lec6 - Lecture 6 Randomized data structures Random number...

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Page 1 of 44 CSE 100, UCSD: LEC 6 Lecture 6 Randomized data structures Random number generation Skip lists: ideas and implementation Skip list time costs Reading: “Skip Lists: A Probabilistic Alternative to Balanced Trees” paper (Pugh); Weiss, Chapter 10 section 4
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Page 2 of 44 CSE 100, UCSD: LEC 6 Deterministic and probabilistic data structures Most typical data structures are deterministic data structures: starting with an empty structure and a sequence of insert, find, and delete operations with specific key values, you will always get exactly the same resulting structure In the last few years, there has been a lot of interest in probabilistic, or randomized, data structures: in a probabilistic data structure, the same sequence of operations will usually not result in the same structure; it depends on the sequence of random bits generated during the operations It turns out that these probabilistic data structures can work about as well as the best deterministic ones, but can be much easier to implement Skip lists and randomized search trees are examples of randomized data structures We will look at skip lists in a moment But first, we will briefly discuss random number generation
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Page 3 of 44 CSE 100, UCSD: LEC 6 Random number generation Random numbers are useful in many applications: cryptography, software testing, games, probabilistic data structures, etc. A truly random number would be truly unpredictable However, ordinary programs are deterministic, and therefore their outputs are predictable! So, you can’t write an ordinary program to generate truly random numbers; you generate pseudo random numbers (you could connect your computer to a nonalgorithmic device and collect truly random bits from it; see /dev/random on Unix systems, or various web services) A typical pseudorandom number generator (RNG) is initialized with a seed; if the seed is truly random, the RNG will have as much randomness as there is in the seed Though the generated numbers aren’t truly random, they should appear quite random. .. what does that mean?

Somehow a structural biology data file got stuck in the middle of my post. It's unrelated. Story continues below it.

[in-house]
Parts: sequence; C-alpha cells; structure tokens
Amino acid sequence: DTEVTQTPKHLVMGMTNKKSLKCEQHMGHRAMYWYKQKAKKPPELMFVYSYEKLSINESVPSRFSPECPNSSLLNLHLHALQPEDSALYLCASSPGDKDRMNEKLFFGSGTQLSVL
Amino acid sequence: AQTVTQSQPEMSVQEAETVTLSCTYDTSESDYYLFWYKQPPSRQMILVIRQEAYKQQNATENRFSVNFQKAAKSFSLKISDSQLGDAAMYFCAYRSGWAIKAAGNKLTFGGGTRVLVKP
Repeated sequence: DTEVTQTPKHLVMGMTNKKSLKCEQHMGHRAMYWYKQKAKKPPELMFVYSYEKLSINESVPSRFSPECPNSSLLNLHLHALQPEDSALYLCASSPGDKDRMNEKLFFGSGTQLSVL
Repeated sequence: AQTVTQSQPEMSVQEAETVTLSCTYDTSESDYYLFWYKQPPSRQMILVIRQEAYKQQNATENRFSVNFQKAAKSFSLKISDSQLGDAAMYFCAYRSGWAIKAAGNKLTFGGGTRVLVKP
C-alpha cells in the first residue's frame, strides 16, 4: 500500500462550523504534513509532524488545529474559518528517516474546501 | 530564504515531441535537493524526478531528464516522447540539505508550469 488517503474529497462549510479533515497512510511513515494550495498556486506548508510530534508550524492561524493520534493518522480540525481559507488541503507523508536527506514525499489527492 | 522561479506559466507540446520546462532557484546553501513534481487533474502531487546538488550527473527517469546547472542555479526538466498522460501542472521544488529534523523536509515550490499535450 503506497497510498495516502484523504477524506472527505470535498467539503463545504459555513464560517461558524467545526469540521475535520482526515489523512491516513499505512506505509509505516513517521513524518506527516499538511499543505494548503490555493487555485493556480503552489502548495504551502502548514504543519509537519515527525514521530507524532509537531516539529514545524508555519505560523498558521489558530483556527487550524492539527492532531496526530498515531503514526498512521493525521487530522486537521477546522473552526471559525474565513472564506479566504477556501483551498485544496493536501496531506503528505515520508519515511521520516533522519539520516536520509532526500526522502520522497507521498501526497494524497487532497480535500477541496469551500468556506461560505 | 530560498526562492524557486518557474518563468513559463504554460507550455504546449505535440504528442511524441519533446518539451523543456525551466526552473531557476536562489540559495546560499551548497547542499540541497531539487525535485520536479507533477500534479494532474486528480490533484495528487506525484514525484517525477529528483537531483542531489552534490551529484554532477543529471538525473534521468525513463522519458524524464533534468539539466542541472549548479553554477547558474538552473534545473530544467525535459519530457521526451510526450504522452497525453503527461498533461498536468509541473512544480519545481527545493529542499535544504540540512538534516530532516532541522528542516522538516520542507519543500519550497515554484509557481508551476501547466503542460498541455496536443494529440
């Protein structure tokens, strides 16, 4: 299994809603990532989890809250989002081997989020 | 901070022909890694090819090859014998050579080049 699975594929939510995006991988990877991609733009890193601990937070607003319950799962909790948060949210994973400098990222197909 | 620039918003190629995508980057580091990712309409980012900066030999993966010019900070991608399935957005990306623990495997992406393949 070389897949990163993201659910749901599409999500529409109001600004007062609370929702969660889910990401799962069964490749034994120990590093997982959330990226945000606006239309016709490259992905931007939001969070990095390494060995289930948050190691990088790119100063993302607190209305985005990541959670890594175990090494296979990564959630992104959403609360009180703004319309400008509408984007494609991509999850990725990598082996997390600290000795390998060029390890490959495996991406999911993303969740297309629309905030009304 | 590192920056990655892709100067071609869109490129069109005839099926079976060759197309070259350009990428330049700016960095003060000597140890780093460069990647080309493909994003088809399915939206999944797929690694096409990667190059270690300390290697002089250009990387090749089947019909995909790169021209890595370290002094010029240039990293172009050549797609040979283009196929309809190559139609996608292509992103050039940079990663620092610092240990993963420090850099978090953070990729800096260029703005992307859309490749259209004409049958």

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Page 4 of 44 CSE 100, UCSD: LEC 6 Tests for randomness A good pseudorandom number generator (RNG) will generate a sequence of numbers that will pass various statistical tests of randomness. .. the numbers will appear to be random, and can be used in many applications as if they were truly random Some good properties of a random sequence of numbers: Each bit in a number should have a 50% probability of changing (1->0 or 0->1) when going from one number to the next in the sequence The sequence of numbers should not repeat at all, or if the numbers do cycle, the cycle should be very (very!) long How to write a program that generates good pseudorandom numbers? One common approach is the linear congruential RNG
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Page 5 of 44 CSE 100, UCSD: LEC 6 Linear congruential RNG’s A typical pseudorandom number generator works like this: The RNG is initialized by setting the value of a “seed”
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lec6 - Lecture 6 Randomized data structures Random number...

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